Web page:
Something happened last weekend that blew my mind:
I realised that I have been eating incorrectly my entire life.
But Quinn, I hear you say, if you have been managing to successfully manoeuvre food from your plate to your mouth for the past three decades, how can you possibly say you have been eating incorrectly?
Well I’m glad you asked.
When I was a small child, mealtimes were incredibly stressful affairs. There were a few reasons for this – including the fact that I went on a self-imposed hunger-strike for about two years at the age of six for reasons unknown – but one of the main reasons was that my mother was an absolute stickler for etiquette. The rules for eating were harsh and exacting, and failure to comply led to frequent explosions of anger (on her part) and tears (on ours). Fork in left hand, knife in right. Cut your food. Swap hands. Turn the fork over and bring your food to your mouth with your right hand, tines pointing up. Do not pick up your food until you have put down your knife. Do not ever lift your fork from the plate with the tines pointing down. Hold it like a spoon when you move it from plate to mouth. I mean sure, it sounds simple now but when you’re a tiny child, all that fork-fiddling is very tricky to master.
…Skip along to last weekend, when I absent-mindedly asked Scrubs why he eats with the tines pointing down when it’s 1. wrong and 2. clearly more difficult.
He blinked at me.
“It’s proper etiquette.”
No. No, I said. You’re supposed to do this whole fork-knife-swapping rigmarole. Those are the rules.
He leaned back in his chair and tilted his head. “No, that’s wrong,” he said. “Proper etiquette dictates you eat with your fork pointing downwards.”
I grumbled, and then – as with all bones of contention – I turned to Google to assure me that I had not suffered through gruelling lessons in table manners for nothing, and this is when I learned two galling and frankly disturbing truths:
- There is no globally-accepted etiquette for the use of eating utensils.
- I have been eating incorrectly for my entire life.
For those of you thinking, “But that’s how I learned to use my knife and fork!” Well, yes. Let me explain. Back in the day, when the British were still enjoying being an empire, this was the proper way to eat using a knife and fork. Some of them sailed to America, settled there, and brought their old-timey etiquette with them to their high society functions in the New World.
Then, for reasons unknown, back in Europe etiquette changed. Someone, somewhere, decided it was too easy to scoop food up with the tines pointing upward and they were wasting too much time swapping hands, so they changed things. Suddenly the polite thing to do was to eat with your fork in your left hand at all times, tines facing down.
Bounce along a few generations, and you have my grandfather, piloting a Boeing across the ocean to New York, where he evidently picked up some new-fangled ideas about proper eating-utensil protocol and then rigorously enforced them at home, bringing us to my mother, who in turn taught us the table manners she had learned as a child.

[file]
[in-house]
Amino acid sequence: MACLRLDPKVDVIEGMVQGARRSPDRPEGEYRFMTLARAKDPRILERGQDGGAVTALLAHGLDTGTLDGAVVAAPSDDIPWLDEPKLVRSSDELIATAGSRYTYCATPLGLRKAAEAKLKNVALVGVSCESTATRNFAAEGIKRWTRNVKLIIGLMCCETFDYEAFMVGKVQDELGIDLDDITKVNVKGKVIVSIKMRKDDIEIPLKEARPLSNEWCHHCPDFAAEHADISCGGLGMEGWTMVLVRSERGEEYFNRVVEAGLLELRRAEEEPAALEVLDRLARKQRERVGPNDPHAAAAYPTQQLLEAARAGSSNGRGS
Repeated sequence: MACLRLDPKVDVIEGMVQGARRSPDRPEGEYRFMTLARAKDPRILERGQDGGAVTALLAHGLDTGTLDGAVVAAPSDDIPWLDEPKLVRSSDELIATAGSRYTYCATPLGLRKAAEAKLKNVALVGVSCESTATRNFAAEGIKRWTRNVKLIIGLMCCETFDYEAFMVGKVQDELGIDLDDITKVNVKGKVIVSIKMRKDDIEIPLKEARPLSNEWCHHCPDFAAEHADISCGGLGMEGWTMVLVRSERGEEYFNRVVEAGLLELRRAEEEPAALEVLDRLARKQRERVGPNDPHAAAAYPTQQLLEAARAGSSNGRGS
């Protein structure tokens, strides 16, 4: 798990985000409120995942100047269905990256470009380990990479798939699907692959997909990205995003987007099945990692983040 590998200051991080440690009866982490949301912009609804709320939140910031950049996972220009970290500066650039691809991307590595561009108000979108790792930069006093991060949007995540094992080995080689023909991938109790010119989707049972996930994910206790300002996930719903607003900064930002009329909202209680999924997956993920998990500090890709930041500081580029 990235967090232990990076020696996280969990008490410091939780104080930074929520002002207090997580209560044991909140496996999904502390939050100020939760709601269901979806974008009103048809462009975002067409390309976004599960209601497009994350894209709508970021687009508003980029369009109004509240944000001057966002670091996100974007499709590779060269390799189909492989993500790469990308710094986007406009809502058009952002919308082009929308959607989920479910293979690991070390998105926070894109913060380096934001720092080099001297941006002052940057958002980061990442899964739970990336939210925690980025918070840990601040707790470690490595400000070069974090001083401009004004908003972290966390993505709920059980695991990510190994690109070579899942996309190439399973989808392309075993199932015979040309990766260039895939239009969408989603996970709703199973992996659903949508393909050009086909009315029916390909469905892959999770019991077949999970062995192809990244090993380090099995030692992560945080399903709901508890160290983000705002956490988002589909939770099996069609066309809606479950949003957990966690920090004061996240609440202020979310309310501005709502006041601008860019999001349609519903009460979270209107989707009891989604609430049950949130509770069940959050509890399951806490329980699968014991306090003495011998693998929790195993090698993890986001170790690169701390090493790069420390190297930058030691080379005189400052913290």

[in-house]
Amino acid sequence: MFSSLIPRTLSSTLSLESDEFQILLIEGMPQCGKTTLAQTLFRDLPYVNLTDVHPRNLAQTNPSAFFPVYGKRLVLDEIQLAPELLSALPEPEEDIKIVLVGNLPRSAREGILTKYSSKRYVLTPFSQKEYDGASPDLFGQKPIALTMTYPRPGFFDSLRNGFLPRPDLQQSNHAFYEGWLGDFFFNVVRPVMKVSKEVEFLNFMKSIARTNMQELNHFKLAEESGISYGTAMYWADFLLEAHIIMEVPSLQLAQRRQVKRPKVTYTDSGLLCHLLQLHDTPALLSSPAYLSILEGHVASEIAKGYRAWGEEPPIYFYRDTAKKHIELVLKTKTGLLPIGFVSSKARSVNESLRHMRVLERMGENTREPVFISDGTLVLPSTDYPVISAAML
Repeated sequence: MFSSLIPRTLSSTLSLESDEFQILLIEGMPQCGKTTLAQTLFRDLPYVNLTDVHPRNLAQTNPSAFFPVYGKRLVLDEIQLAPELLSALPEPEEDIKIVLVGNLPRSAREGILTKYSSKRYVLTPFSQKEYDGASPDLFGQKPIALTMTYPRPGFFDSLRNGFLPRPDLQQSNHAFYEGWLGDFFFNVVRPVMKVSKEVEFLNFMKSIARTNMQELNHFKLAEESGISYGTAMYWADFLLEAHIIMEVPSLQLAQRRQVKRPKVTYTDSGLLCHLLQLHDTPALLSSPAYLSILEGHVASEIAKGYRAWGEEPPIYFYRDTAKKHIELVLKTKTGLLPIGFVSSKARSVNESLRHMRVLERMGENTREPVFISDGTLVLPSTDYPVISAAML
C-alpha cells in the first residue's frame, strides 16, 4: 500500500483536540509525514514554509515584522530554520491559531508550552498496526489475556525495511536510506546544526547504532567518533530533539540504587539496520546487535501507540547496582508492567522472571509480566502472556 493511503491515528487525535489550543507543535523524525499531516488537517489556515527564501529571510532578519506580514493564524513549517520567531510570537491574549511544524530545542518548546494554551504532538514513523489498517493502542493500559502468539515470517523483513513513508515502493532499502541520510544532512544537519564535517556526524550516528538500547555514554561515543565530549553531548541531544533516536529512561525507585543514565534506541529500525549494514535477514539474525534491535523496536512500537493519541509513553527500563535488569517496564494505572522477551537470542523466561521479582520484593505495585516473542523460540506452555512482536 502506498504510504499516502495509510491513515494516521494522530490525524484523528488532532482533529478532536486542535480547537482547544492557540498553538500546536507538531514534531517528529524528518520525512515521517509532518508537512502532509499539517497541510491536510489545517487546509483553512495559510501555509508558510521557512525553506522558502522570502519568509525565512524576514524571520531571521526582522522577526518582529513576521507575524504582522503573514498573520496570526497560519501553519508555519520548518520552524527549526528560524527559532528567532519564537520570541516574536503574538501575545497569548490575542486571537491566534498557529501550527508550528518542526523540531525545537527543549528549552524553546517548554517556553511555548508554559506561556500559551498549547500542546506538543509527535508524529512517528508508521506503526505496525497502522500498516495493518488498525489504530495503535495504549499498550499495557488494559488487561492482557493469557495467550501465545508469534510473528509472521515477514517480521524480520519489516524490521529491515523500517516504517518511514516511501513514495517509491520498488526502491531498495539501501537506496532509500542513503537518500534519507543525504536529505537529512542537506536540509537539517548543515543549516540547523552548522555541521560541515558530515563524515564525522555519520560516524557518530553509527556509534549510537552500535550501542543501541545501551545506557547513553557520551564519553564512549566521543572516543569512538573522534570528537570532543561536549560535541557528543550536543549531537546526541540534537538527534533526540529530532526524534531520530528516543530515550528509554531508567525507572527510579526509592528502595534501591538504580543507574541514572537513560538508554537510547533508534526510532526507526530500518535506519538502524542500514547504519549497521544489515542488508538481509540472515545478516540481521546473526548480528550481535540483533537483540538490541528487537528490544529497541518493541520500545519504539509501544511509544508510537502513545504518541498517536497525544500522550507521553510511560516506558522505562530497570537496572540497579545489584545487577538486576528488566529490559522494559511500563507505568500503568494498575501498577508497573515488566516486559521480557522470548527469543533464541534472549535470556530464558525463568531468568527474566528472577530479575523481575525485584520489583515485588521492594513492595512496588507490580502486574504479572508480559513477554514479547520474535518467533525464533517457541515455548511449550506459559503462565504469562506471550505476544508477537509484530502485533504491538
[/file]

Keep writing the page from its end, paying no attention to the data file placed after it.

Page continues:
And here I thought everyone else was just doing it wrong.
When I think about it now, it all makes sense to me. My grandfather – my Yayo – was born in a tiny village riddled with small, crooked houses on unpaved, dusty streets. When I visited as a child, the houses were still small and crooked, and the streets were still unpaved and dusty. It always seemed trapped in a time warp. Women sat outside their front doors on wooden stools dressed entirely in black, as if in mourning for a life that had passed them by. Their faces were nut-brown from the sun and deeply lined. I didn’t know this then but many of those lines were testaments to hardship. Many of those lines were evidence of unimaginable grief.
My Yayo signed up for the military as soon as he was able, and eventually worked his way up from dogsbody to mechanic to air force pilot. Later, he became a commercial pilot, at a time when flying was new and exotic. Short-haul flights became long-haul flights, and before long he was flying from Madrid to New York City.
Imagine the impression New York City’s glitziest five-star hotels must have made on a man who had come from a village in which traveling by donkey was the norm. He probably soaked up the etiquette there as gospel. After all, where would he learn more about high society than New York in the 1950s? At a time when pilots were highly admired and airline travel was considered a glamorous luxury, he learned a lot and he learned it fast. Then he traveled home, arms laden with clothes and jewellery and trinkets, and taught his growing family everything he knew.
And now here I am, with excellent training in American knife and fork etiquette.
… In Europe.
While I admire his efforts, I do wish somebody had mentioned it to me sooner. It is somewhat startling to realise that I have been eating ‘wrong’ at multiple formal occasions for my entire life so far. I suppose I should probably relearn my table manners; I imagine it will be a little easier now that I have adult levels of dexterity in my hands.
Still, after thinking about it, my foreign table manners make me feel very proud of my Yayo and his ambition for a better life. Maybe I’ll still use American etiquette every so often; a private, silent tribute to one of the greatest men I’ve ever known.